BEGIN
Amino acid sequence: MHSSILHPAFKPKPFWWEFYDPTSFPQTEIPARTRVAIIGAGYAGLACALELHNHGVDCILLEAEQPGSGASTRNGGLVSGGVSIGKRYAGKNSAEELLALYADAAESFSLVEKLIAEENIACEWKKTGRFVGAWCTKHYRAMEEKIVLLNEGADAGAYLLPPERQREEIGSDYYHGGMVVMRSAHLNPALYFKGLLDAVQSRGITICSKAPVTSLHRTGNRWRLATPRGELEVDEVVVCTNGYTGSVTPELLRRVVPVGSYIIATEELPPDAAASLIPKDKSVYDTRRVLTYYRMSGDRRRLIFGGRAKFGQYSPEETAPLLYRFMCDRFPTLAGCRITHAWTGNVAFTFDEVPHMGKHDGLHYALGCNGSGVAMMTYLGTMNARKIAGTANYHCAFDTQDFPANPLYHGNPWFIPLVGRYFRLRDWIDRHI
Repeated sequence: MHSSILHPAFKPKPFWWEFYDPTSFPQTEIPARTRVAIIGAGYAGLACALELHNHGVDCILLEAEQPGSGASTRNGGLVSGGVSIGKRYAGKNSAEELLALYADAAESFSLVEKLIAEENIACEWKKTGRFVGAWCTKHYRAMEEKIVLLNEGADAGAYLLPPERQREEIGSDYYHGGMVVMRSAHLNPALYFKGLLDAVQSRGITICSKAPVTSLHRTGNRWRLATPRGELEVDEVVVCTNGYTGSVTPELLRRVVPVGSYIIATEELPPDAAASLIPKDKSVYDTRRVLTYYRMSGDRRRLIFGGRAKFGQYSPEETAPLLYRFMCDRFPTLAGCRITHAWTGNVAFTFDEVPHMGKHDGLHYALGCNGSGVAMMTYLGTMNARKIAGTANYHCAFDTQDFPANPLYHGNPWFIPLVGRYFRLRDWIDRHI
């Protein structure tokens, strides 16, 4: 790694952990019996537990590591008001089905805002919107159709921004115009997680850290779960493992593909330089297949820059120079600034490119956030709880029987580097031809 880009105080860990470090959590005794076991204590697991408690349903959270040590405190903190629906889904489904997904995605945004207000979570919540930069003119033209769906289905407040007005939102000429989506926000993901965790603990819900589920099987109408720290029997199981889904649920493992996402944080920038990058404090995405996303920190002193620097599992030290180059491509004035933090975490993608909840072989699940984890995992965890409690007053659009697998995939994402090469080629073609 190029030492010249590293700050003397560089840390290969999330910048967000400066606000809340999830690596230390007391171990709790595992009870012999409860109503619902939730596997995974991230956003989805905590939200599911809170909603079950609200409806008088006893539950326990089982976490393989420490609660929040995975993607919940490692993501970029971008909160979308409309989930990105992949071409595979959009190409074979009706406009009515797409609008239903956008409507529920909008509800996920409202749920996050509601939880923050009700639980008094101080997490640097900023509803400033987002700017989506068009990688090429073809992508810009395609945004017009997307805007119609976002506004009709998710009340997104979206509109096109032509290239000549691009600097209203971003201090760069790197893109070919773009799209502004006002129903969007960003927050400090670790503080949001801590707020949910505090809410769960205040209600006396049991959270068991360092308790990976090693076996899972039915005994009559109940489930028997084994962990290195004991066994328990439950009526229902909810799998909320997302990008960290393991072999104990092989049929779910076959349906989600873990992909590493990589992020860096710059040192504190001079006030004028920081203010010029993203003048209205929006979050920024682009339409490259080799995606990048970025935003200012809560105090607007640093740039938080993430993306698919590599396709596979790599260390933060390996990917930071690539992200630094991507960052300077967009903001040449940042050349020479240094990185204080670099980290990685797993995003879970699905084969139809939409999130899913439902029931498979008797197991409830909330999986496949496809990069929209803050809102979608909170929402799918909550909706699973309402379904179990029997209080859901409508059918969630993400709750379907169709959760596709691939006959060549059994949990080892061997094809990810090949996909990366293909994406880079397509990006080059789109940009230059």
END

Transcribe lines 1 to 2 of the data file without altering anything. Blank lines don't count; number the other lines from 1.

Amino acid sequence: MHSSILHPAFKPKPFWWEFYDPTSFPQTEIPARTRVAIIGAGYAGLACALELHNHGVDCILLEAEQPGSGASTRNGGLVSGGVSIGKRYAGKNSAEELLALYADAAESFSLVEKLIAEENIACEWKKTGRFVGAWCTKHYRAMEEKIVLLNEGADAGAYLLPPERQREEIGSDYYHGGMVVMRSAHLNPALYFKGLLDAVQSRGITICSKAPVTSLHRTGNRWRLATPRGELEVDEVVVCTNGYTGSVTPELLRRVVPVGSYIIATEELPPDAAASLIPKDKSVYDTRRVLTYYRMSGDRRRLIFGGRAKFGQYSPEETAPLLYRFMCDRFPTLAGCRITHAWTGNVAFTFDEVPHMGKHDGLHYALGCNGSGVAMMTYLGTMNARKIAGTANYHCAFDTQDFPANPLYHGNPWFIPLVGRYFRLRDWIDRHI
Repeated sequence: MHSSILHPAFKPKPFWWEFYDPTSFPQTEIPARTRVAIIGAGYAGLACALELHNHGVDCILLEAEQPGSGASTRNGGLVSGGVSIGKRYAGKNSAEELLALYADAAESFSLVEKLIAEENIACEWKKTGRFVGAWCTKHYRAMEEKIVLLNEGADAGAYLLPPERQREEIGSDYYHGGMVVMRSAHLNPALYFKGLLDAVQSRGITICSKAPVTSLHRTGNRWRLATPRGELEVDEVVVCTNGYTGSVTPELLRRVVPVGSYIIATEELPPDAAASLIPKDKSVYDTRRVLTYYRMSGDRRRLIFGGRAKFGQYSPEETAPLLYRFMCDRFPTLAGCRITHAWTGNVAFTFDEVPHMGKHDGLHYALGCNGSGVAMMTYLGTMNARKIAGTANYHCAFDTQDFPANPLYHGNPWFIPLVGRYFRLRDWIDRHI